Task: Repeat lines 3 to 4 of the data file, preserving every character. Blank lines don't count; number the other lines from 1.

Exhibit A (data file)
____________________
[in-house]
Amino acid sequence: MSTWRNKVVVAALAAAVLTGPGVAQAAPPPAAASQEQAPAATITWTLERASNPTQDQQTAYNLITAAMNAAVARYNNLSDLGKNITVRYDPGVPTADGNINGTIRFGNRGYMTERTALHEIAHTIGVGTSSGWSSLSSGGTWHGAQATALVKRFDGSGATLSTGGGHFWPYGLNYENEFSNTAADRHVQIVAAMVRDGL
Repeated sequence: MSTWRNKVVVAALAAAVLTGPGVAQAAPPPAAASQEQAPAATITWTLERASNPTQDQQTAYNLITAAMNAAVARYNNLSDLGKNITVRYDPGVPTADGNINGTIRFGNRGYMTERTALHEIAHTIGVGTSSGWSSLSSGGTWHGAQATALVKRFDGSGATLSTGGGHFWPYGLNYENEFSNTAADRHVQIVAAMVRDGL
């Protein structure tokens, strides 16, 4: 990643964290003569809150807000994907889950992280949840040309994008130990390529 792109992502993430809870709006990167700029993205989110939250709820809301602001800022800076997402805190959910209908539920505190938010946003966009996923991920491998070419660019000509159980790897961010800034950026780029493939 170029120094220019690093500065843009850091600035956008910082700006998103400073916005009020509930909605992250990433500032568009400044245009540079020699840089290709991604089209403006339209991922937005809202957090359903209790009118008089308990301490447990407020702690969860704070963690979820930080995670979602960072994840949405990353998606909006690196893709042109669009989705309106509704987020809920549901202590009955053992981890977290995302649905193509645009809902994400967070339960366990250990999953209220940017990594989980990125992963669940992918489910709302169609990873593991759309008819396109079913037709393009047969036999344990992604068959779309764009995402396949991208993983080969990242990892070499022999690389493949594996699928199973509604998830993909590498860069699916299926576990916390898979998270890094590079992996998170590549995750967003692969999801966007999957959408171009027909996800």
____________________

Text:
Repeated sequence: MSTWRNKVVVAALAAAVLTGPGVAQAAPPPAAASQEQAPAATITWTLERASNPTQDQQTAYNLITAAMNAAVARYNNLSDLGKNITVRYDPGVPTADGNINGTIRFGNRGYMTERTALHEIAHTIGVGTSSGWSSLSSGGTWHGAQATALVKRFDGSGATLSTGGGHFWPYGLNYENEFSNTAADRHVQIVAAMVRDGL
């Protein structure tokens, strides 16, 4: 990643964290003569809150807000994907889950992280949840040309994008130990390529 792109992502993430809870709006990167700029993205989110939250709820809301602001800022800076997402805190959910209908539920505190938010946003966009996923991920491998070419660019000509159980790897961010800034950026780029493939 170029120094220019690093500065843009850091600035956008910082700006998103400073916005009020509930909605992250990433500032568009400044245009540079020699840089290709991604089209403006339209991922937005809202957090359903209790009118008089308990301490447990407020702690969860704070963690979820930080995670979602960072994840949405990353998606909006690196893709042109669009989705309106509704987020809920549901202590009955053992981890977290995302649905193509645009809902994400967070339960366990250990999953209220940017990594989980990125992963669940992918489910709302169609990873593991759309008819396109079913037709393009047969036999344990992604068959779309764009995402396949991208993983080969990242990892070499022999690389493949594996699928199973509604998830993909590498860069699916299926576990916390898979998270890094590079992996998170590549995750967003692969999801966007999957959408171009027909996800």